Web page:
Sixth-graders at Schalmont Middle School may be digital natives, but they still have a lot to learn about living and working in a digital world.
“You think kids are great on computers because they grew up on them, but when you look at their research habits, they certainly aren’t for academic uses … ” said Kacie Rea, who teaches the school’s new digital literacy class.
In class Thursday, students were finishing up a unit on cybersecurity, playing games that forced them to strengthen login passwords and decipher the scam in two similar emails. During the unit, the students worked in groups to develop a presentation for fifth-graders about safe Internet use and wrote manuals that will be housed in the school library.
And it doesn’t hurt that students get to spend time on laptops in class each day.
“It’s the only class we can play on computers,” sixth-grader Elisabeth Calhoun said.
“It’s interactive,” added classmate Nick Phillips.
But district and school leaders hope the students are doing a lot more than just playing on their computers. The new digital literacy class, which all Schalmont sixth-graders will take beginning this year, is designed to prepare students for life in a world that relies so heavily on technology.
The class focuses on online security, research techniques, safe social networking, plagiarism and copyright, and other computer fundamentals. Using a project-based learning model, the students will take turns this year as cybersecurity consultants, computer programmers and more.
“The project is their life in this class. They live inside of the projects,” Rea said.
At Schalmont High School next door, the entire freshmen class started the school year with a Chromebook laptop, which they will carry with them for the next four years. The laptops are priced around $300, and students were given the option of buying a $30 insurance policy for a one-time replacement.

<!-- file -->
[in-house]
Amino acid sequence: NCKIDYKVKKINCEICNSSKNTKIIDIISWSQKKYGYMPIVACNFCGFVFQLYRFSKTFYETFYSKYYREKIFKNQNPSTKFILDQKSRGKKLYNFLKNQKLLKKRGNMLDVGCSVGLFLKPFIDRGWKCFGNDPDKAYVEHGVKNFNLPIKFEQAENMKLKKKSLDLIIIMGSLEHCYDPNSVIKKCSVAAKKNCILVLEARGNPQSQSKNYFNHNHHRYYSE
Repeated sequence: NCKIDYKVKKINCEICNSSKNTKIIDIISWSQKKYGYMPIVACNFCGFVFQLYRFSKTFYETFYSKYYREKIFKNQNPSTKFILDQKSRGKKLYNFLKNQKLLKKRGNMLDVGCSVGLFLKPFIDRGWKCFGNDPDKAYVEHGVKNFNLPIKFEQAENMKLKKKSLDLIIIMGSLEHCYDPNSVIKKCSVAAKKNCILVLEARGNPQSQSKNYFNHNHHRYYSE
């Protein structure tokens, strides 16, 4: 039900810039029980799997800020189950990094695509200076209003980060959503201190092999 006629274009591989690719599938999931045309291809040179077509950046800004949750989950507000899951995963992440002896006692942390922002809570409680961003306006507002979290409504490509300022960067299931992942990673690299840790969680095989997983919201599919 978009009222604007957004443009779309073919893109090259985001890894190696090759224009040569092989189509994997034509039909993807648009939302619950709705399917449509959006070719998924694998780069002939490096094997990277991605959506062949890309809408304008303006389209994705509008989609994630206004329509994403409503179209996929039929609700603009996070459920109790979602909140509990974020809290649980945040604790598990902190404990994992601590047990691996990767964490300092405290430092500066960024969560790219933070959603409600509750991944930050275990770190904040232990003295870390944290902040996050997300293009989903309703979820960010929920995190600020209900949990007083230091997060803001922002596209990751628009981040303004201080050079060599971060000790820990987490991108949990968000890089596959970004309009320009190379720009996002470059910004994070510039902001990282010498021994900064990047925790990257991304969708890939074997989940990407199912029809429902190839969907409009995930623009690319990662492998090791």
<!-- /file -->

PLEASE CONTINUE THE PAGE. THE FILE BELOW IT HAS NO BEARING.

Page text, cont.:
The digital literacy class and Chromebook initiative are part of the district’s broader technology plan, which also includes a transition toward more virtual textbooks and a new online parent portal that houses student and school information.
By giving the sixth-grade students the digital literacy class and starting to phase in more computer use in other middle-school classes, school officials hope those students will be positioned to short-circuit more introductory computer lessons once they reach freshman year and get the most out of online learning.
“In three years that bar will be significantly higher,” middle school principal Scott Ziomek said. “It’s a real jump-start.”
At the high school level, teachers and administrators trumpet the use of more technology in the classroom. They argue that technology allows students to move at their own pace and provides teachers with more flexibility in their lessons, while making assurances that traditional pen, paper and book methods will never go out of style.
There is at least one weak link in the system, high school principal Imran Abbasi said: When the school’s network falters, the students can’t log in to the Web-based programs that house many of their lessons and assignments.
“When the network is out, they are not as useful,” he said of the laptops.
Back at the middle school, students were more than willing to share advice on good digital habits — and indications of Facebook’s waning popularity. So what was sixth-grader Anthony Sylvester’s best online advice?
“The longer the password the better,” he said.